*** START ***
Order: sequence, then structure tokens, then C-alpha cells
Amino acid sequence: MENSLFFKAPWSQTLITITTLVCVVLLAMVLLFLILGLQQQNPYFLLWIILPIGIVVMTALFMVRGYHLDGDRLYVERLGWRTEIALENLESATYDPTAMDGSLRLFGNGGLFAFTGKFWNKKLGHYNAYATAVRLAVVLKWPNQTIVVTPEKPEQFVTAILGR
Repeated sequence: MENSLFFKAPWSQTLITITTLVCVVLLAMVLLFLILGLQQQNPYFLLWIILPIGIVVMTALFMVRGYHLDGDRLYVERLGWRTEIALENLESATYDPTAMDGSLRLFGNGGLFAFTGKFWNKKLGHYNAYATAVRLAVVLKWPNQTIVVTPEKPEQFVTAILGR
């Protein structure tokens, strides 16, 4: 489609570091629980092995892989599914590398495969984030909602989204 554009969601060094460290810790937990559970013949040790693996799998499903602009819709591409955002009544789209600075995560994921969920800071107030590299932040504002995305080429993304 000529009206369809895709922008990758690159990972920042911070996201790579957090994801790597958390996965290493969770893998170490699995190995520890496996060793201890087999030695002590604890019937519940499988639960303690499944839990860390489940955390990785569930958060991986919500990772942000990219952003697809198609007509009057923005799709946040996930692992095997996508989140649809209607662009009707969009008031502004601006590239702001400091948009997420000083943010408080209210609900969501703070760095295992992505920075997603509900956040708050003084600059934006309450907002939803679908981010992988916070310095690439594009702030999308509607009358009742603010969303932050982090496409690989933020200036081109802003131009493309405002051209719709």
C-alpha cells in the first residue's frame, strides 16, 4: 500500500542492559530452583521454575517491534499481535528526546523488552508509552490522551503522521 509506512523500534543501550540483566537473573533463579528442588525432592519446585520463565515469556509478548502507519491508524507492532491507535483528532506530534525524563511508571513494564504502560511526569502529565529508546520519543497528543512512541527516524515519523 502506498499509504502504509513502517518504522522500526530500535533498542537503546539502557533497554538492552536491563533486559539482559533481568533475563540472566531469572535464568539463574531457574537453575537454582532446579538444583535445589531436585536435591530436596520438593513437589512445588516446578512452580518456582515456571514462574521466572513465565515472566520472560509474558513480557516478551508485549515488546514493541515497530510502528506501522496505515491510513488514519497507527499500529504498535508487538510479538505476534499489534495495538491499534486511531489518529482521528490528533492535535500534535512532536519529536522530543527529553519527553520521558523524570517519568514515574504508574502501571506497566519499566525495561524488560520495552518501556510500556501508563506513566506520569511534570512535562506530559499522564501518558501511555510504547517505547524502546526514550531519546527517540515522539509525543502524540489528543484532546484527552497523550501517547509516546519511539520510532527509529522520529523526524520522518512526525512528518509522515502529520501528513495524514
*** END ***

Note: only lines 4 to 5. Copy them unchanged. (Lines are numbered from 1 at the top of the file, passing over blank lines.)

């Protein structure tokens, strides 16, 4: 489609570091629980092995892989599914590398495969984030909602989204 554009969601060094460290810790937990559970013949040790693996799998499903602009819709591409955002009544789209600075995560994921969920800071107030590299932040504002995305080429993304 000529009206369809895709922008990758690159990972920042911070996201790579957090994801790597958390996965290493969770893998170490699995190995520890496996060793201890087999030695002590604890019937519940499988639960303690499944839990860390489940955390990785569930958060991986919500990772942000990219952003697809198609007509009057923005799709946040996930692992095997996508989140649809209607662009009707969009008031502004601006590239702001400091948009997420000083943010408080209210609900969501703070760095295992992505920075997603509900956040708050003084600059934006309450907002939803679908981010992988916070310095690439594009702030999308509607009358009742603010969303932050982090496409690989933020200036081109802003131009493309405002051209719709």
C-alpha cells in the first residue's frame, strides 16, 4: 500500500542492559530452583521454575517491534499481535528526546523488552508509552490522551503522521 509506512523500534543501550540483566537473573533463579528442588525432592519446585520463565515469556509478548502507519491508524507492532491507535483528532506530534525524563511508571513494564504502560511526569502529565529508546520519543497528543512512541527516524515519523 502506498499509504502504509513502517518504522522500526530500535533498542537503546539502557533497554538492552536491563533486559539482559533481568533475563540472566531469572535464568539463574531457574537453575537454582532446579538444583535445589531436585536435591530436596520438593513437589512445588516446578512452580518456582515456571514462574521466572513465565515472566520472560509474558513480557516478551508485549515488546514493541515497530510502528506501522496505515491510513488514519497507527499500529504498535508487538510479538505476534499489534495495538491499534486511531489518529482521528490528533492535535500534535512532536519529536522530543527529553519527553520521558523524570517519568514515574504508574502501571506497566519499566525495561524488560520495552518501556510500556501508563506513566506520569511534570512535562506530559499522564501518558501511555510504547517505547524502546526514550531519546527517540515522539509525543502524540489528543484532546484527552497523550501517547509516546519511539520510532527509529522520529523526524520522518512526525512528518509522515502529520501528513495524514